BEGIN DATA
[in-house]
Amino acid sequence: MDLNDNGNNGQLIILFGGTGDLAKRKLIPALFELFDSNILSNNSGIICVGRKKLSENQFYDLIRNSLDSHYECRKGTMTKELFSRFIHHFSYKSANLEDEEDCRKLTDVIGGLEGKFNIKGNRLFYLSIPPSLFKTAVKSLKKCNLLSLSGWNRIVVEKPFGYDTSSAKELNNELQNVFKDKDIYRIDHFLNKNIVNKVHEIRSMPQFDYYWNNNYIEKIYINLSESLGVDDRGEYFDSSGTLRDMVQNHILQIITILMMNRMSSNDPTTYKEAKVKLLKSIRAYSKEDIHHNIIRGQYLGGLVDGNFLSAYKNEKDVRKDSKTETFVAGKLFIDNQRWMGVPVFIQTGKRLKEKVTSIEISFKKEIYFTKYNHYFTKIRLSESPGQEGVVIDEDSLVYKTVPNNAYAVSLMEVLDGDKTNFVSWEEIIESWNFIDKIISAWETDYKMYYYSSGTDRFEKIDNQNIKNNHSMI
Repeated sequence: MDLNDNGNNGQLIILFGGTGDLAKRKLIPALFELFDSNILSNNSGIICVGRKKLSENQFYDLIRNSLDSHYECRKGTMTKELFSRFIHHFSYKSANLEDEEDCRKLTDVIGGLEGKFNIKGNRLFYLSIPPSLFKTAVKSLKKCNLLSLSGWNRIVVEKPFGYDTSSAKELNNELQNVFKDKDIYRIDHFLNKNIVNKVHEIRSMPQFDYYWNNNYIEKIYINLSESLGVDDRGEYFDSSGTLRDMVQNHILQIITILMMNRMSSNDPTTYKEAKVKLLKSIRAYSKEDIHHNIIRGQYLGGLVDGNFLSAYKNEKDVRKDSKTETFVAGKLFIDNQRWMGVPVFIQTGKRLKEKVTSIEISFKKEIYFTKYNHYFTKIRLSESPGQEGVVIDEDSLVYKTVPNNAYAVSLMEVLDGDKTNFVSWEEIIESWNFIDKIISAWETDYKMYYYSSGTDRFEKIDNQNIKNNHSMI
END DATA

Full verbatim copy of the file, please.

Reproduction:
[in-house]
Amino acid sequence: MDLNDNGNNGQLIILFGGTGDLAKRKLIPALFELFDSNILSNNSGIICVGRKKLSENQFYDLIRNSLDSHYECRKGTMTKELFSRFIHHFSYKSANLEDEEDCRKLTDVIGGLEGKFNIKGNRLFYLSIPPSLFKTAVKSLKKCNLLSLSGWNRIVVEKPFGYDTSSAKELNNELQNVFKDKDIYRIDHFLNKNIVNKVHEIRSMPQFDYYWNNNYIEKIYINLSESLGVDDRGEYFDSSGTLRDMVQNHILQIITILMMNRMSSNDPTTYKEAKVKLLKSIRAYSKEDIHHNIIRGQYLGGLVDGNFLSAYKNEKDVRKDSKTETFVAGKLFIDNQRWMGVPVFIQTGKRLKEKVTSIEISFKKEIYFTKYNHYFTKIRLSESPGQEGVVIDEDSLVYKTVPNNAYAVSLMEVLDGDKTNFVSWEEIIESWNFIDKIISAWETDYKMYYYSSGTDRFEKIDNQNIKNNHSMI
Repeated sequence: MDLNDNGNNGQLIILFGGTGDLAKRKLIPALFELFDSNILSNNSGIICVGRKKLSENQFYDLIRNSLDSHYECRKGTMTKELFSRFIHHFSYKSANLEDEEDCRKLTDVIGGLEGKFNIKGNRLFYLSIPPSLFKTAVKSLKKCNLLSLSGWNRIVVEKPFGYDTSSAKELNNELQNVFKDKDIYRIDHFLNKNIVNKVHEIRSMPQFDYYWNNNYIEKIYINLSESLGVDDRGEYFDSSGTLRDMVQNHILQIITILMMNRMSSNDPTTYKEAKVKLLKSIRAYSKEDIHHNIIRGQYLGGLVDGNFLSAYKNEKDVRKDSKTETFVAGKLFIDNQRWMGVPVFIQTGKRLKEKVTSIEISFKKEIYFTKYNHYFTKIRLSESPGQEGVVIDEDSLVYKTVPNNAYAVSLMEVLDGDKTNFVSWEEIIESWNFIDKIISAWETDYKMYYYSSGTDRFEKIDNQNIKNNHSMI